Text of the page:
‘We don’t bite’

Education / Featured Sliders / Lifestyle / Stories / March 17, 2020

Young women gain traction in technology, esports fields

Story by Madeleine Leroux
Photos by Claire Hassler and Liv Paggiarino

When Sarah Long first joined the robotics club at Helias Catholic High School, she knew there would not be anyone else like her there.

Helias Robotics Club member Sarah Long, center, laughs with teammates John Christianson, right, and Conner Schulte, left, as they start getting materials out to work on their robot after school Feb. 11 at Helias Catholic High School.

“It was kind of nerve-wracking when I first joined because I knew that there weren’t going to be any girls in there,” Sarah said.

But she quickly decided that wouldn’t stop her.

“Why don’t I just go for it because I know that the guys in there are probably more scared of me than I am of them,” she said with a laugh. “It was awesome. It was kind of nice being the first one to be there. … it’s not that bad hanging out with a group of guys.”

Though Sarah, 15, now a sophomore, enjoyed that first year as the only girl in robotics, she said she was very happy to see Gabriella Jacobs walk in this year.

“I was really grateful when Gabriella came in, ‘cause I was like, ‘Finally, I have someone else to relate to on a girl level,” Sarah said.

Sarah was always interested in technology; her father is an engineer and she’s enjoyed helping him with projects. When she heard about the robotics club at Helias, she said, joining was a “no-brainer.”

For Gabriella, the interest began at St. Martins Catholic School, where she was part of the LEGO robotics team. When she learned about the Helias program at an open house, she thought it would be fun to continue the activity.

“I’ve always been into computers and stuff,” Gabriella said, noting it was a great way for her to be involved at her new school.

Robotics club projects involve learning how to problem-solve, work as a team and support each other, which is exactly why Melissa Rockers, a physical science teacher, worked to start the program at Helias, after she previously started the one at St. Martins. Her son was on a LEGO League robotics team and, in going to competitions, she saw how the activity really lived up to its motto of “gracious professionalism.” She recalled one competition where a team’s robot simply did not function properly, but another team recognized it as being a software issue. That competing team then spent a good deal of time helping to solve the issue.

Helias Robotics Club member Gabriella Jacobs uses her laptop during a club meeting after school Feb. 11 at Helias Catholic High School. Jacobs is one of two girls in the club.

“It was just outstanding,” Rockers said. “These kids are just constantly solving problems. That’s life.”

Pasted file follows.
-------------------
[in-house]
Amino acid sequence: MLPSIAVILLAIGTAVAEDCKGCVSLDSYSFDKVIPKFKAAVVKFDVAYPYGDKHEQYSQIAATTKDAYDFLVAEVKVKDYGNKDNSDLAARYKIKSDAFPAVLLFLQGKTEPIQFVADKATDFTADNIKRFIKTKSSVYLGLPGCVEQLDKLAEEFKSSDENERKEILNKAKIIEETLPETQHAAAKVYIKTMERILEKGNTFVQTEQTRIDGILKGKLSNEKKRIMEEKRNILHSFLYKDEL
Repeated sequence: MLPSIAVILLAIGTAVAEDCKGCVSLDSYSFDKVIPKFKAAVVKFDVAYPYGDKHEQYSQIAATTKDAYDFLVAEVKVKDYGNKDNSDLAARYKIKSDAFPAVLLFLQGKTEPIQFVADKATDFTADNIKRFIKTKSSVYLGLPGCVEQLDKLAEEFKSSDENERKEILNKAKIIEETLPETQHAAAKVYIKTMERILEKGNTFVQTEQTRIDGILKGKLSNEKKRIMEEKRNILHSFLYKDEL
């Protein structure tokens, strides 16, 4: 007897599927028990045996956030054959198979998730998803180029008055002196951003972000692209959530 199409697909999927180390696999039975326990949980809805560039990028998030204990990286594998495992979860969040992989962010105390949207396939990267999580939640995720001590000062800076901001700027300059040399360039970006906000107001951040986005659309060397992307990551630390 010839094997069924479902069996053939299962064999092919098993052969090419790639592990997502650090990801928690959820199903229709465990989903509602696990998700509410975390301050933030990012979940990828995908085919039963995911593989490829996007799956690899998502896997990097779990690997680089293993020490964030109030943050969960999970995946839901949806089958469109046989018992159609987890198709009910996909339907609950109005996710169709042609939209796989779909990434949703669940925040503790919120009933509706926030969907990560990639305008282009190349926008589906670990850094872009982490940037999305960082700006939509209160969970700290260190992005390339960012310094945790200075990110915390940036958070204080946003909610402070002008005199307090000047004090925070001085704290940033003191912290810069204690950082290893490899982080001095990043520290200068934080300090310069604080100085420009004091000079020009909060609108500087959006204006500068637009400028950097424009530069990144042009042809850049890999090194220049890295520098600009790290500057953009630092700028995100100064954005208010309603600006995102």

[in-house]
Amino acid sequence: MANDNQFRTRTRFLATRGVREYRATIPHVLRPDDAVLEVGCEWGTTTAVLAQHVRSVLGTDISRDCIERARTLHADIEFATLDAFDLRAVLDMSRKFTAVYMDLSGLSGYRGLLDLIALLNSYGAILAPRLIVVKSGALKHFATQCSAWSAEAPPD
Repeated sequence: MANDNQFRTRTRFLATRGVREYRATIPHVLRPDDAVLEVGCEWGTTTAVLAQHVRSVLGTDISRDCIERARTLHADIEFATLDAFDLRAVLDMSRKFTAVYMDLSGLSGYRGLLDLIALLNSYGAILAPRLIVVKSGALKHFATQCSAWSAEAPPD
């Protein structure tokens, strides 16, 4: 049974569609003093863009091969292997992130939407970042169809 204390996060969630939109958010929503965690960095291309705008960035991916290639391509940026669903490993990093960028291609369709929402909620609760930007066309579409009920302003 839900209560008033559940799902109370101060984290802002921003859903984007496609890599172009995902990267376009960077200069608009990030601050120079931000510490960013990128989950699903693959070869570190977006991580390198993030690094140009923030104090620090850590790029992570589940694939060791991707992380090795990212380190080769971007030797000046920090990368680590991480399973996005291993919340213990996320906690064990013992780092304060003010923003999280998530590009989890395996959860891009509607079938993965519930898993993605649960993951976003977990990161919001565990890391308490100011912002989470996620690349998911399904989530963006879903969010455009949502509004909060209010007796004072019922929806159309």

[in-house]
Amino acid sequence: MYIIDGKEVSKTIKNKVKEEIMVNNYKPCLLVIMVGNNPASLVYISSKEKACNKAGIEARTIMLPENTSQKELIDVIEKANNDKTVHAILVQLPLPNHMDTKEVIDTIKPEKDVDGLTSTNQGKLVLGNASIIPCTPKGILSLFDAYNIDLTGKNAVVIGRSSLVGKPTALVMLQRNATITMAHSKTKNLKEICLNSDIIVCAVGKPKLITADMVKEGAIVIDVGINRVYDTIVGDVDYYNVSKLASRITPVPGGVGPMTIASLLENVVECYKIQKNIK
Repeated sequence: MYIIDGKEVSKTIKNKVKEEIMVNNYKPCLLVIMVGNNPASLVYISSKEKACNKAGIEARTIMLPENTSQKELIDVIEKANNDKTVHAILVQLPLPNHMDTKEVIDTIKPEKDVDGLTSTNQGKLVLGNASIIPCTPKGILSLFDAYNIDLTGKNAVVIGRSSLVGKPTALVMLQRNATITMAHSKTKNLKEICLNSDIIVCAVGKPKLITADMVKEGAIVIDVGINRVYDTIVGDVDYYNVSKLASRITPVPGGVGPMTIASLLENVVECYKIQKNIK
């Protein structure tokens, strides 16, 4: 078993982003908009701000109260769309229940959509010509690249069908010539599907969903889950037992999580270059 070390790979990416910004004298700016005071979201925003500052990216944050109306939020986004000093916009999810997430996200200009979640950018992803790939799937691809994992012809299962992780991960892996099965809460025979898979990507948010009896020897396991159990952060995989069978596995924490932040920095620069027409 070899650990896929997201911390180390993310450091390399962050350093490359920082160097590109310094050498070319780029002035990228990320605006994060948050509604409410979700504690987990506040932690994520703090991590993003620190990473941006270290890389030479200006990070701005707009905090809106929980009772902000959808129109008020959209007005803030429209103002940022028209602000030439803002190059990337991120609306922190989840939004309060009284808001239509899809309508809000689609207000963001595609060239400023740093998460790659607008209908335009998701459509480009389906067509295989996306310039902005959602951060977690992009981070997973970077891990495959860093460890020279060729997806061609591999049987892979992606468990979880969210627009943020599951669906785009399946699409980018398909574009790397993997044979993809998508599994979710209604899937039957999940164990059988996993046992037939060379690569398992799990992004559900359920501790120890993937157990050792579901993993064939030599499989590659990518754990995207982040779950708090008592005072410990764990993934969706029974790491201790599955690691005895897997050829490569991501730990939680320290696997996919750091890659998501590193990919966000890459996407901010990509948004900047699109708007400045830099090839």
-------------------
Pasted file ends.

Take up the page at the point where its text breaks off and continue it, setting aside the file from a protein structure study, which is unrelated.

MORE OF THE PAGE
It’s that problem-solving that has attracted many girls to the fields of robotics and computer science, and yet these are the very same fields where women are historically underrepresented. According to the National Girls Collaborative Project, which collaborates with other organizations to encourage girls to pursue careers in science, technology, engineering and mathematics (otherwise known as STEM fields), women make up only 15 percent of the engineering workforce and only 26 percent of the workforce in computer and mathematical sciences.

Gabriella said even in elementary school there were few girls involved in robotics. In a group of about 16, she recalled there being only two or three girls involved.

It’s an issue that Kevin Keeney ran into when he decided to start a cyber club at Lighthouse Preparatory Academy. When Keeney first started the club, which incorporates IT lessons into activities such as disrupting Minecraft servers, his 13-year-old daughter, Cadence, was the only girl to show up.

Jessica Loughridge smiles as she watches her teammates play video games during Jefferson City High School esports practice after school Feb. 3 at Jefferson City High School. Loughridge said usually gender doesn’t matter on the esports team, and that everyone is able to bond because they’re all interested in the game.

“I went to some people at the school and said, ‘We’ve got to do better,’” Keeney said. “I started sales pitching to any young ladies in the school.”

He also told Cadence and 16-year-old Reagan King, the second girl to join the club, to tell their female friends about the group and encourage them to try it. Eventually, he wound up with five girls in the club, including Cadence and Reagan.

Cadence said she feels like many boys doubt girls can excel in things like computer programming and she had to work to convince some of her friends it was an activity they could be involved in.

“A lot of the girls doubt themselves … ‘cause they thought that they couldn’t do it,” Cadence said. “You don’t have to be discouraged by what other people think. If you start doing something that you love and you do what your passion is, you can be really happy.”